return (
    <div className="modal--overlay">
      <div className="modal">
        <h1>Insert a new value</h1>
        <form action="?" onSubmit={onSubmit}>
          <input ref={inputRef} type="text" onChange={onChange} value={value} />
          <button>Save new value</button>
        </form>
      </div>
    </div>
  );
};
export default InputModal;

So when you open the modal, you should see the text box focused by default:

Text box via React Ref

Remember that you need to access the element through the current property.

Using the React.createRef

Starting from React 16.3, the React API included a createRef() method that can be used for creating refs in React much the same way as we did using the callback function. You simply create a ref by calling React.createRef() and assign the resulting ref to an element.

Using React.createRef(), here is what our previous example will look like:

class MyComponent extends React.Component {

  constructor(props) {
    super(props);
    this.inputField = React.createRef();
    this.toggleInputCase = this.toggleInputCase.bind(this);
    this.state = { uppercase: false };
  }
  
  toggleInputCase() {
    const isUpper = this.state.uppercase;
    
    // Accessing the ref using this.inputField.current
    const value = this.inputField.current.value;
    
    this.inputField.current.value =
      isUpper
        ? value.toLowerCase()
        : value.toUpperCase();
        
    this.setState({ uppercase: !isUpper });
  }

  render() {
    return (
      <div>
        {/* Referencing the ref from this.inputField */}
        <input type="text" ref={this.inputField} />
        
        <button type="button" onClick={this.toggleInputCase}>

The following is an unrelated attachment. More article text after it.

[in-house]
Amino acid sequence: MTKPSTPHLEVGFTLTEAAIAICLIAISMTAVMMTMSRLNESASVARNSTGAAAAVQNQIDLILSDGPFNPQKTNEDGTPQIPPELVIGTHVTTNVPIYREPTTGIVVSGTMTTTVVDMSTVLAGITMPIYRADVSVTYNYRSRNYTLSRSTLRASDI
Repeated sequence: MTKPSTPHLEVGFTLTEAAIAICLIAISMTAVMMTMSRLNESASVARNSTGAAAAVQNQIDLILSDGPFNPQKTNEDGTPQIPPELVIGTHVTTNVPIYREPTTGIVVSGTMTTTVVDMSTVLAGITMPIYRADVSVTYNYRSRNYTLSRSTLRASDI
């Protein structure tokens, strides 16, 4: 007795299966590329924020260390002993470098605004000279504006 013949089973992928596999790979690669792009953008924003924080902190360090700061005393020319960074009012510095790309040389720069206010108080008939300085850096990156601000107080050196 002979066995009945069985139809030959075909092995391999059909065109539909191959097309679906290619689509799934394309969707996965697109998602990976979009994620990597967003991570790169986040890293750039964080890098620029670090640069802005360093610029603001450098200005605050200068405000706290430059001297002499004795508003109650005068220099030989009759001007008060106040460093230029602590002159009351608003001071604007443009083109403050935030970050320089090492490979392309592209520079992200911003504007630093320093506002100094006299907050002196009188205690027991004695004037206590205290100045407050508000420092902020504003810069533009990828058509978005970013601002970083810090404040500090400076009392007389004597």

Toggle Case
        </button>
      </div>
    );
  }
  
}

Here we see a couple of changes. First, in the constructor(), we created a ref using React.createRef() and stored it in this.inputField as follows:

this.inputField = React.createRef();

Next, in the event handler, we access the ref using this.inputField.current instead of this.inputField. This is worth noting for refs created with React.createRef(). The reference to the node becomes accessible at the current attribute of the ref.

Finally, we pass the ref to the <input> component as follows:

<input type="text" ref={this.inputField} />

We have explored the various methods of creating refs in our React application. 

Using the React useRef Hook

With its release in React v16, the Hooks API has become the de facto means of abstracting and reusing code in React applications. One such Hook is React useRef, which allows us to create and use refs in a functional component.

Note that even with the Hook you still, by default, cannot use the ref attribute on functional components because we cannot create instances of functions. We will discuss how to get around this with ref forwarding later on in this article.

To use useRef, you pass in the object that ref.current should refer to the Hook and call it. This Hook call should return a ref object that you can now use as if you were using the createRef function discussed earlier.

Here’s what our previous example should look like if we use the Hook to return a ref object:

const MyComponent = () => {
    const [uppercase, setUppercase] = React.useState(false)
    const inputField = React.useRef(null)
    const toggleInputCase = () => {
        // Accessing the ref using inputField.current
        const value = inputField.current.value;
        inputField.current.value = uppercase ? value.toLowerCase() : value.toUpperCase();
        setUppercase(previousValue => !previousValue)
    }

    return(
       <div>
           {/* Referencing the ref from this.inputField */}